The state in which a prisoner resides impacts their access to healthcare, according to researchers at the University of North Carolina at Chapel Hill.
Prisoners have higher rates of chronic diseases, substance abuse, mental health conditions and infectious diseases. Through the expansion of Medicaid, the Affordable Care Act (ACA) was projected to provide coverage to most male state prisoners with a chronic health condition. Yet, states that did not expand Medicaid have pushed thousands of inmates into a coverage gap. These findings were published in the journal PLoS One.
“Without healthcare coverage, many released inmates do not have a regular source of healthcare, and they tend to either go without care or they seek care at emergency departments, which can be quite costly,” says David Rosen, Ph.D., M.D., Research Assistant Professor of Medicine in the Division of Infectious Diseases.
Rosen along with Catherine Grodensky, M.P.H., Project Manager, of the Prison Medicaid study, co-lead the Criminal Justice and Health Working Group at UNC.
“People with prison records already face considerable obstacles to obtaining the most basic necessities of survival such as housing and employment,” says Grodensky. “To deny the poorest among them means of maintaining basic health care after release will lead to considerable personal suffering and societal cost, which should be preventable.”
The team studied the 643,290 male prisoners in the US aged 18-64 with a chronic health condition. Using ACA income guidelines along with information on pre-arrest social security benefits from a nationally representative sample of prisoners, the researchers were able to predict the number of prisoners who would be eligible for healthcare coverage upon release from prison. They found 73 percent of prisoners in Medicaid-expansion states would qualify for Medicaid or tax credits.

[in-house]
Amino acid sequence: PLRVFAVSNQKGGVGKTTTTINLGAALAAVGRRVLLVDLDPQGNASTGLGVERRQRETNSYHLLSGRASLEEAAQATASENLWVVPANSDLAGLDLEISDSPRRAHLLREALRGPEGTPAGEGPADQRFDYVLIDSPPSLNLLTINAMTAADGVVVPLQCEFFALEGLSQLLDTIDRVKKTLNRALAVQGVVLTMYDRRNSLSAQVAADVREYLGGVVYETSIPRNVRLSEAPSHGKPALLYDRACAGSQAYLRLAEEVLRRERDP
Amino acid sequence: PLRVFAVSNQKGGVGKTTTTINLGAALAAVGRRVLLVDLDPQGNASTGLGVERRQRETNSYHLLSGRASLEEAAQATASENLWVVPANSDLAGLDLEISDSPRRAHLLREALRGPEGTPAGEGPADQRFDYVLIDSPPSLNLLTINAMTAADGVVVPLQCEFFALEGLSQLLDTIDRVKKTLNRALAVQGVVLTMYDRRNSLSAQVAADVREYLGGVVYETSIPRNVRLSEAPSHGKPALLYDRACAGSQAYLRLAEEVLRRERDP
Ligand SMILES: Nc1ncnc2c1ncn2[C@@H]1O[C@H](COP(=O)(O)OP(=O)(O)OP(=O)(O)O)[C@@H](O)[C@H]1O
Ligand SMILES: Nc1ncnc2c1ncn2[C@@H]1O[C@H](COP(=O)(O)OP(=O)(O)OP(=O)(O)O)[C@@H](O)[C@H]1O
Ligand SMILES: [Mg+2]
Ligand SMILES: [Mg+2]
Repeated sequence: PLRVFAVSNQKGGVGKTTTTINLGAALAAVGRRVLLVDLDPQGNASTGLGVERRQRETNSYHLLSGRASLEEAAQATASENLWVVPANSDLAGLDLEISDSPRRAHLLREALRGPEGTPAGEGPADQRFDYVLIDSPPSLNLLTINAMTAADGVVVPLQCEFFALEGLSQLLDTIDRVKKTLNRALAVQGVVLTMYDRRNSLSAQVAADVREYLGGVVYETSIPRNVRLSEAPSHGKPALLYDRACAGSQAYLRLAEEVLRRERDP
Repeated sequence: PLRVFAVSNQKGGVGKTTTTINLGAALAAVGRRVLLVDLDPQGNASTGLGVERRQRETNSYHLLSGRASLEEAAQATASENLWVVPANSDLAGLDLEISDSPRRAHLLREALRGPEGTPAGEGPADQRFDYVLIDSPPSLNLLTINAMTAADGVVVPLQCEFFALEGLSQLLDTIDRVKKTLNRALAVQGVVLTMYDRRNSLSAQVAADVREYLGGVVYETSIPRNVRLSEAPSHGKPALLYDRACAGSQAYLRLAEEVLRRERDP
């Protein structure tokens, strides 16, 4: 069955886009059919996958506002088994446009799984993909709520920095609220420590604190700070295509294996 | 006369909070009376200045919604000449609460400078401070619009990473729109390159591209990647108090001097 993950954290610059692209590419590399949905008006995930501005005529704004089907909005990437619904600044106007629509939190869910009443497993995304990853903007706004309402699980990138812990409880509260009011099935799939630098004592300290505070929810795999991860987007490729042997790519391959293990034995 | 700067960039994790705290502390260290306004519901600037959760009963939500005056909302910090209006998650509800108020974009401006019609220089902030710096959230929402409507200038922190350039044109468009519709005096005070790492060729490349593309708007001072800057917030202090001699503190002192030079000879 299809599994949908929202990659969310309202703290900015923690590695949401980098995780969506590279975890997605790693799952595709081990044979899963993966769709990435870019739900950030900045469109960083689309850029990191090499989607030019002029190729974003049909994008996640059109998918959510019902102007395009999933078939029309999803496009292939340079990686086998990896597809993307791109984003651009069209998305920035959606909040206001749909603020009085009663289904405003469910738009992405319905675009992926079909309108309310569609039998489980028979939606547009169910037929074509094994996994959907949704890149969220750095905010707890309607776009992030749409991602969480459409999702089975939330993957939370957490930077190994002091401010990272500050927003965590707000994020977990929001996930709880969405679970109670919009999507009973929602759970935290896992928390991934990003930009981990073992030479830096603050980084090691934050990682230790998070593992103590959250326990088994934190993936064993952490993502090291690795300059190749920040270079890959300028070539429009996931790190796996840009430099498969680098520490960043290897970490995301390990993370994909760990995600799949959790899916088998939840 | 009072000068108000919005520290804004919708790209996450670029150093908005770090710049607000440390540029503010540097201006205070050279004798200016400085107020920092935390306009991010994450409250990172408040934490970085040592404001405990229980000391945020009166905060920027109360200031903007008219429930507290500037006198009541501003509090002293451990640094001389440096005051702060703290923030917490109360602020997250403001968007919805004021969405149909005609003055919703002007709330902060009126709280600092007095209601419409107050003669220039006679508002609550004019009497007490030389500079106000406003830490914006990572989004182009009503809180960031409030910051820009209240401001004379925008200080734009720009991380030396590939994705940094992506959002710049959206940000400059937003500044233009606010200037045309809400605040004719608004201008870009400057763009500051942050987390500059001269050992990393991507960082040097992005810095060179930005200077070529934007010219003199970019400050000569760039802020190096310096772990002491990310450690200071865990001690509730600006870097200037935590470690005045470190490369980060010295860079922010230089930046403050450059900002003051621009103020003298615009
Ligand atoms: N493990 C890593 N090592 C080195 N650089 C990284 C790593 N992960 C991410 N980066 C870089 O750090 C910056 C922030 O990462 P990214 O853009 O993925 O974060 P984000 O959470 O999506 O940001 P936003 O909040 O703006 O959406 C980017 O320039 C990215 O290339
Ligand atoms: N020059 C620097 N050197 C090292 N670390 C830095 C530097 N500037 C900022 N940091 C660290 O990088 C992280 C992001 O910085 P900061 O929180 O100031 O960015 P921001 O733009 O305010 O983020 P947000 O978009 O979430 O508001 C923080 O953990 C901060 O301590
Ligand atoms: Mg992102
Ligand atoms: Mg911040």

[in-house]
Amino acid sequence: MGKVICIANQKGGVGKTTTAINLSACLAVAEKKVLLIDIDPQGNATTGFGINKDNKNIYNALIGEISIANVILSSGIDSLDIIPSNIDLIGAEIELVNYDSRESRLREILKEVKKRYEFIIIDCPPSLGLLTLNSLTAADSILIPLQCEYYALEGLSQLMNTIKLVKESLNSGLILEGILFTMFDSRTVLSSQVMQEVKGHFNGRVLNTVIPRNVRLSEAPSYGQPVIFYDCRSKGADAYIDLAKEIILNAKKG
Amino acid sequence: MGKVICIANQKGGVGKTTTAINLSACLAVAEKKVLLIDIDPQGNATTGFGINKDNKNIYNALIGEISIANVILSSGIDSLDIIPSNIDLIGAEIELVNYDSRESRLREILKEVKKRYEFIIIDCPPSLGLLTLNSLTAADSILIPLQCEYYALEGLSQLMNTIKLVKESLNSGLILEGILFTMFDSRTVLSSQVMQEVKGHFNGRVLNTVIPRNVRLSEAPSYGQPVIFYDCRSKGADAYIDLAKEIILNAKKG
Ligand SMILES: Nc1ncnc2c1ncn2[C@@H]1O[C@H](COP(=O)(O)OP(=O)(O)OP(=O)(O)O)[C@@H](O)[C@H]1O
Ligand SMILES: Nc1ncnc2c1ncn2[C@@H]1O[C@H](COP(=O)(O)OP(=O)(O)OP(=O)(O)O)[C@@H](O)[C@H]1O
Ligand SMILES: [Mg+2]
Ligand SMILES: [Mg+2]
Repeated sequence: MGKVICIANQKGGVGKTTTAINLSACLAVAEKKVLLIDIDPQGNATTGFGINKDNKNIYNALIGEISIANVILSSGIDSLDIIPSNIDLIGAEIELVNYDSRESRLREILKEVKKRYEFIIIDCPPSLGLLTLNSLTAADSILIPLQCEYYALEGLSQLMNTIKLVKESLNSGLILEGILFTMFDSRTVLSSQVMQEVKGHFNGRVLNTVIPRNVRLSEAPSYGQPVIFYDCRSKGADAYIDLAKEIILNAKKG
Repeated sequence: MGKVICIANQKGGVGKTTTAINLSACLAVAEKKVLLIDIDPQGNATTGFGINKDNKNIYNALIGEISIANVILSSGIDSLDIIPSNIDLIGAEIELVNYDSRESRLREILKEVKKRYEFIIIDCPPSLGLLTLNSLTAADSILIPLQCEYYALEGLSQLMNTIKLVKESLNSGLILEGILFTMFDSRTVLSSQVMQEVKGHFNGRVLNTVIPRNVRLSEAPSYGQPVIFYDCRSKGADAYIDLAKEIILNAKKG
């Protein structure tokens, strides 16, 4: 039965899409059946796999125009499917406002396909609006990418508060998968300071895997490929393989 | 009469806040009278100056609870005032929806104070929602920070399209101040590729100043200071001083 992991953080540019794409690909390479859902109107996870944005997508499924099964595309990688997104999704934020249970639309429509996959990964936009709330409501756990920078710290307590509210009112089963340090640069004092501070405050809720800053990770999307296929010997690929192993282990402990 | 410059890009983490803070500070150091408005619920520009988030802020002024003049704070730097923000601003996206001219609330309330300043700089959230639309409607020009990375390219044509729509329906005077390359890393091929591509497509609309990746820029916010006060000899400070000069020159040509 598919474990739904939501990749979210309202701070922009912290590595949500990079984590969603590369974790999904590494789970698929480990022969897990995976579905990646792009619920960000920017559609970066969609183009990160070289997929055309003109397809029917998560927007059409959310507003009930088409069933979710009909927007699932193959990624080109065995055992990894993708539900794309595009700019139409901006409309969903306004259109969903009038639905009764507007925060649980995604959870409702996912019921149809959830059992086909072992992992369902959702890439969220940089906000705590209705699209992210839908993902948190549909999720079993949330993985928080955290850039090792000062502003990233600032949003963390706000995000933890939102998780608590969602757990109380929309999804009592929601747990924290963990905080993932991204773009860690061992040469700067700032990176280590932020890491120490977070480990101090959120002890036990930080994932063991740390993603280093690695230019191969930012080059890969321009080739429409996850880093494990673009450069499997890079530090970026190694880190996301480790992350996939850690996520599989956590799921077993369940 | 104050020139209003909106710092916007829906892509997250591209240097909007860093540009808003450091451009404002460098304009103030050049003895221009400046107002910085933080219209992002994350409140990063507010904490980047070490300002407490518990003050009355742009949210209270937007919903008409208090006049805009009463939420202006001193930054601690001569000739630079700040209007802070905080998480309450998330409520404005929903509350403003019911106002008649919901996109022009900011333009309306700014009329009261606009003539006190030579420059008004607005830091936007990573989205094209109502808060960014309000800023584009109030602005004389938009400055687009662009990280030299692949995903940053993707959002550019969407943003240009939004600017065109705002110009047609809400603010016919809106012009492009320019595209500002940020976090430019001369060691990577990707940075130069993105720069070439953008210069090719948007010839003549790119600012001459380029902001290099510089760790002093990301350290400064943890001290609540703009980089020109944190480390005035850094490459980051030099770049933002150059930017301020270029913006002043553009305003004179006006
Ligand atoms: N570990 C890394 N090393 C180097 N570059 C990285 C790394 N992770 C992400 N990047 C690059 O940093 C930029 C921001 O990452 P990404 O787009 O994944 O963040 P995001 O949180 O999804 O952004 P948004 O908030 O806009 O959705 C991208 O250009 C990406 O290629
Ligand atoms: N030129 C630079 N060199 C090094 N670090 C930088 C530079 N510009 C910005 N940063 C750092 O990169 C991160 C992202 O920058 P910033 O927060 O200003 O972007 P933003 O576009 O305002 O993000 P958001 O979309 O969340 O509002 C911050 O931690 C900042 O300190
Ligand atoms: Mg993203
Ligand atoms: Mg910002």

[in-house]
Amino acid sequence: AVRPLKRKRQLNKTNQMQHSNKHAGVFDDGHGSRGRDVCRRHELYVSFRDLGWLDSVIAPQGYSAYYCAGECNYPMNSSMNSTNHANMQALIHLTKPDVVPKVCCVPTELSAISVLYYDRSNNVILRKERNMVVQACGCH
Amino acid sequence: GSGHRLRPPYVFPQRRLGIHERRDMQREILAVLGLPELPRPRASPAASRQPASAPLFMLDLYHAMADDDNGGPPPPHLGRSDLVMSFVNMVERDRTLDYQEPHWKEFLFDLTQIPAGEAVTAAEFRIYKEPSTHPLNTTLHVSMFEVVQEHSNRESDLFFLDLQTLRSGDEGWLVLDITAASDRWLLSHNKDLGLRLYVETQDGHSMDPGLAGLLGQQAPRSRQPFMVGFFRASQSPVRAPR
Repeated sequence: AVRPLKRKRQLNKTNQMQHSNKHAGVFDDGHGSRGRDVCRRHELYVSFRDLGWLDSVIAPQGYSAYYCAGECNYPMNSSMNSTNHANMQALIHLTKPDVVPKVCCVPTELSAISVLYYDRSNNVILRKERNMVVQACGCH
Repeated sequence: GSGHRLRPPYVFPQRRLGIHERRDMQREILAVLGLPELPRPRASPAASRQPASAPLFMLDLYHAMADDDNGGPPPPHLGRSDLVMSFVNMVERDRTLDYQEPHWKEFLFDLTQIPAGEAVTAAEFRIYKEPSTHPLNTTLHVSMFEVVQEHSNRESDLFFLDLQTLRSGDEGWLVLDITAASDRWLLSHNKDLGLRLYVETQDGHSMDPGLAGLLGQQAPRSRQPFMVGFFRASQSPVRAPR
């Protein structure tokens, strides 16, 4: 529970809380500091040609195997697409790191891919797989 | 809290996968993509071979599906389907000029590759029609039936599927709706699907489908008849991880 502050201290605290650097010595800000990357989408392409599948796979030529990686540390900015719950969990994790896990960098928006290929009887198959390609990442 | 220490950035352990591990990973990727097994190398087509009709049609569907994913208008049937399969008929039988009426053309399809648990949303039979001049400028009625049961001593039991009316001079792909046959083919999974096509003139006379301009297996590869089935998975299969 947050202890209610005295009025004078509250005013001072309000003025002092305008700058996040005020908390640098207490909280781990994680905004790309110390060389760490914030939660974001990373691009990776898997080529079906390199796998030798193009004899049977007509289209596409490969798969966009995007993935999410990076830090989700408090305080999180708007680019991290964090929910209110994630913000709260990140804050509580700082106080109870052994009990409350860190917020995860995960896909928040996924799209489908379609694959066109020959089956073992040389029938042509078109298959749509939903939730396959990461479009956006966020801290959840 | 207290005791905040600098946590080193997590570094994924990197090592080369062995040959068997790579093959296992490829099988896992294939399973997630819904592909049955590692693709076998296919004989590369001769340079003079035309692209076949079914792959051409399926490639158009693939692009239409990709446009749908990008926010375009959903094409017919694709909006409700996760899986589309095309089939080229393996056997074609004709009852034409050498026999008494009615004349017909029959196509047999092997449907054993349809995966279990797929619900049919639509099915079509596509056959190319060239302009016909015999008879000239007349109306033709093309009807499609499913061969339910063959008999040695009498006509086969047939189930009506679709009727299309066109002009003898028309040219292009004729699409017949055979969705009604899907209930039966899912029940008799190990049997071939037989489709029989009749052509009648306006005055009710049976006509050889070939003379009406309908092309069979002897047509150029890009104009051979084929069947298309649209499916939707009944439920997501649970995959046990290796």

Yet in states where Medicaid was not expanded, only 54 percent of inmates would qualify for tax credits. These are inmates earning between 101 and 400 percent of the federal poverty limit. Poorer inmates, comprising approximately 22 percent with incomes less than or equal to 100 percent of the federal poverty limit, would be ineligible for any ACA-mediated healthcare coverage. That means the roughly 70,000 poorest inmates would fall into the coverage gap after prison release, receiving no federal assistance for healthcare coverage.
“As a society, we must ask ourselves if it is realistic to expect released inmates to succeed in the community if they don’t have the proper tools to do so,” says Rosen. “There is mounting evidence that access to healthcare is one of those necessary tools. Short of Medicaid expansion, we really need to think hard about alternative systems of care for people being released from the criminal justice system. Otherwise, we’re probably setting them up to fail.”
The National Institutes for Health funded this study.